Taking a walk in downtown San Luis Obispo isn't something we give a lot of thought to but for someone with a disability, it's one obstacle after the next.
To view the world through the eyes of Peter Schustack, you would have to forget about sight entirely.
"I only have a little bit of sight on the corners of my eyes at this point," Peter said. "I've been visually impaired from one degree to another all my life."
His impairment doesn't stop him from traveling.
"I take pride in my independence," he said.
I caught Peter walking late one night. He was in the street, next to the uneven sidewalk on Toro Street, clacking his walking stick to keep his directional orientation.
He's been a San Luis Obispo resident since 1971. Peter was diagnosed with congenital macular degeneration at a young age. His brother, too.
But Peter isn't short of stories that include long travel -- other cities and states. He doesn't let his condition stop his movement.
The sounds of downtown, its traffic both vehicle and pedestrian, cue his navigation.
Through the streets of San Luis Obispo, a number of intersections are not Americans with Disabilities Act compliant, missing walking signals and sound alerts.
"I really won't know if nobody's on the street and there aren't too many cars on one side of the intersection or another, I just kinda take my chance," Peter said.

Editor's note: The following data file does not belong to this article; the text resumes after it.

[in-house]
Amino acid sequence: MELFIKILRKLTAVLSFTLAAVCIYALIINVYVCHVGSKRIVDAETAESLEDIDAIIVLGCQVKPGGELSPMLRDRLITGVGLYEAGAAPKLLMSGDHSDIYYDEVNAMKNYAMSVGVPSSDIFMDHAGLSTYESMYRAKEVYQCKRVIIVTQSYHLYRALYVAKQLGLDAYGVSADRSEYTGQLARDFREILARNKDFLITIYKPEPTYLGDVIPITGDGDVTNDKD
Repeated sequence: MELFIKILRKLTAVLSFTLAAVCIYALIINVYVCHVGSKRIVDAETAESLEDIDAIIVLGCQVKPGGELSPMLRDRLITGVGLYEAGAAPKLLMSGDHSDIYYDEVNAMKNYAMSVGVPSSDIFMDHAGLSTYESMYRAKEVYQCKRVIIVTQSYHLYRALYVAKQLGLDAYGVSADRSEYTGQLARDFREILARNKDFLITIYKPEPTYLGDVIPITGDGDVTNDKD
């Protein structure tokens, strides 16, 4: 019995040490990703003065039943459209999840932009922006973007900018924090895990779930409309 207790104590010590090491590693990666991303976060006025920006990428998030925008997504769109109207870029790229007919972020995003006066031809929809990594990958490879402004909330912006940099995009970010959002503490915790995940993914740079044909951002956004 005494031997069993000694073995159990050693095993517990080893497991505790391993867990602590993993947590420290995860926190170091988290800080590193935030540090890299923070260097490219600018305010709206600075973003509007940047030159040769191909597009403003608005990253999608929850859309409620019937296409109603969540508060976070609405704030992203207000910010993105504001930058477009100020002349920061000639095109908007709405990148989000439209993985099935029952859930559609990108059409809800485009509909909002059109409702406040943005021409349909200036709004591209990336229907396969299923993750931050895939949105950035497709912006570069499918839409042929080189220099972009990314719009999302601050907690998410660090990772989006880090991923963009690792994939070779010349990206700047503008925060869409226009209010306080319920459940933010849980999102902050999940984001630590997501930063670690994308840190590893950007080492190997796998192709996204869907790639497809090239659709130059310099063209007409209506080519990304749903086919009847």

And it's led to some close calls.
"I've had other people tell me once and awhile that I almost got hit, but I wasn't aware of it."
Of the city's 2,436 intersection crossings, 22 percent do not having any ADA ramps. Half of all ramps do not meet ADA standards. In a survey done by county officials, 40 percent of the more than 1,000 curb ramps did not meet compliant standards.
For the city, updating streets to the Americans with Disabilities Act requires significant funding.
Each new project must fall in line with ADA standards.
"We also have a ongoing transition plan that we invest in upgrading curb ramps, sidewalks and other features as our funding allows," said Luke Schwartz, the city's interim transportation manager.
Funding can be a tight squeeze.
From the push buttons, to the raised padding, a corner can cost tens of thousands of dollars to upgrade.
The city says its committed to upgrading as funding is available. The city is putting forth nearly $1.9 million over the next two years in its budget for bicycle and pedestrian improvements.
"And we also look for partnerships with development projects. If there is private development projects at the corner or near the vicinity of an intersection, we'll look for partnerships to try and upgrade that signal equipment," Schwartz said.
"It's one big family here," Castro said.
Castro, who is wheelchair bound, says another issue he finds is some intersections don't have visual timers, or lack enough time for those with disabilities to cross the street.
"Some of the crosswalks have them and some don't," Castro said. "So it makes it hard on us and other people to get across."
Though Castro says the city has made strides in making streets accessible.
When he moved to San Luis Obispo decades ago, Castro said curbs didn't have cuts for him to access sidewalks.
"You need money to do everything," he said. "And the city doesn't have enough money in its budget to take care of everything, so I know they are doing their best. Somehow, they need to allocate more money in the budget."
Meanwhile in downtown, armed with his cane and radio, Peter is headed to the post office on a beautiful autumn day.
In the city he loves, he says he's grateful for those who keep an eye on him and reach out to ask if he needs assistance.
"That's the way this place is, it's a community and we have people looking out for each other," Peter said. "I would say to appreciate what you have. All of us have challenges. Some are more visible than others."